Hospitals Quality

The uselessness of volume-based hospital analysis

Do hospitals with higher volumes have better outcomes? If hospitals specialize or providers learn-by-doing, hospitals with more admissions or more procedures may have higher quality. A paper by Hentschker and Mennicke (2014) examine just this question and find:

We define hypothetical minimum volume standards in both conditions and assess consequences for access to hospital services in Germany. The results show clearly that patients treated in hospitals with a higher case volume have on average a significant lower probability of death in both conditions [aortic aneurysm and hip fracture]. Furthermore, we show that the hypothetical minimum volume standards do not compromise overall access measured with changes in travel times.

The bigger question is, is this an important finding? I would say the answer is ‘no’. Even if it is the case that bigger hospitals perform better, requiring patients to go to high-volume hospitals is likely only optimal in a short-run equilibrium. In the long-run, prohibiting small hospitals from doing certain procedures in essence will give large hospitals increased market share and perhaps even a pseudo-monopoly. Thus, in the long-run quality will likely suffer. Further, new entrants with innovative surgical techniques would be barred from the market since they do not have sufficient volume.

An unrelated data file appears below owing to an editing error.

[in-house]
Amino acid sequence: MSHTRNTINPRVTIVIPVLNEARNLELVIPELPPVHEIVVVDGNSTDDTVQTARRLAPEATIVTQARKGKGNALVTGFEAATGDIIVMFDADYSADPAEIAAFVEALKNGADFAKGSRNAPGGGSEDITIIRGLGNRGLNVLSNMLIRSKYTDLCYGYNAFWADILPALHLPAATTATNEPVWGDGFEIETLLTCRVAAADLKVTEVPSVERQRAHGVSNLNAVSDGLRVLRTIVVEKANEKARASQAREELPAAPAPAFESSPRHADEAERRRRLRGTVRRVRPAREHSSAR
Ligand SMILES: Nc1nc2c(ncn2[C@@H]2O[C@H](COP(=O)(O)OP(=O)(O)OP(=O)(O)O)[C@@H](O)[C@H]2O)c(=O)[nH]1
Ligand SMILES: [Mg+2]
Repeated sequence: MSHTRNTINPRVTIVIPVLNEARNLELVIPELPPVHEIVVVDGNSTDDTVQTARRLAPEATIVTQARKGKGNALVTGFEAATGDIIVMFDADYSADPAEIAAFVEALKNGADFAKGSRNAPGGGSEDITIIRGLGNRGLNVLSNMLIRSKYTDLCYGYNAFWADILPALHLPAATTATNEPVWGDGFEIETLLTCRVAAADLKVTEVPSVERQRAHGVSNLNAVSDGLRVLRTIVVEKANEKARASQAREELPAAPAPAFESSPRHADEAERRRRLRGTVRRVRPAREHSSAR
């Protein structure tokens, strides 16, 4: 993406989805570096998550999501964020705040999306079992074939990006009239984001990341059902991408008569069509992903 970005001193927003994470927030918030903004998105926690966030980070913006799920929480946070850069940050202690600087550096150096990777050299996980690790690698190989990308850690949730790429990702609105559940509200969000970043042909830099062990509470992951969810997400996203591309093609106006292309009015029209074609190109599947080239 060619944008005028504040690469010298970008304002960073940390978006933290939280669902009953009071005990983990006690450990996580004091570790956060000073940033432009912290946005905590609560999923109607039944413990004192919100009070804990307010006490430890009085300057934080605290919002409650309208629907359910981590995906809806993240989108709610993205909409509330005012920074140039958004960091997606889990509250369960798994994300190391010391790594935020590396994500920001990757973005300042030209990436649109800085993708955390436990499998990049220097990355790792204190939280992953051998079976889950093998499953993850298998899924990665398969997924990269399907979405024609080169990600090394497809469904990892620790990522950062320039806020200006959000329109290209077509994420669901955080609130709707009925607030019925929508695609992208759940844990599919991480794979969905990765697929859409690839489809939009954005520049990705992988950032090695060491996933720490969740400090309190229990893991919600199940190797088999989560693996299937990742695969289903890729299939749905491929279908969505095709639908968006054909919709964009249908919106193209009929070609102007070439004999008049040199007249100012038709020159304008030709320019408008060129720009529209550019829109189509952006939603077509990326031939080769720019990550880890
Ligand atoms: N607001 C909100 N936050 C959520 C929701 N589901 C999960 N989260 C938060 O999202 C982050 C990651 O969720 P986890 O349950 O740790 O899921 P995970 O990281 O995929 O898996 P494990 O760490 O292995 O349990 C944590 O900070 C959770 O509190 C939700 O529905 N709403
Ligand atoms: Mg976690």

Even if volume is highly correlated with quality, a preferred alternative would be to distribute this quality information more widely to patients. Even if policymakers wished to restrict access only to the highest quality hospitals, it would make more sense to prohibit patients from going to low-quality hospitals directly rather than using a proxy.

In some cases, quality measures may be incomplete. In this case, volume may serve as a good proxy for quality. However, without good quality measures, it is difficult to verify if this the case.

In summary, knowing whether high volume hospitals have better quality outcomes is an interesting academic finding, but has little practical application.

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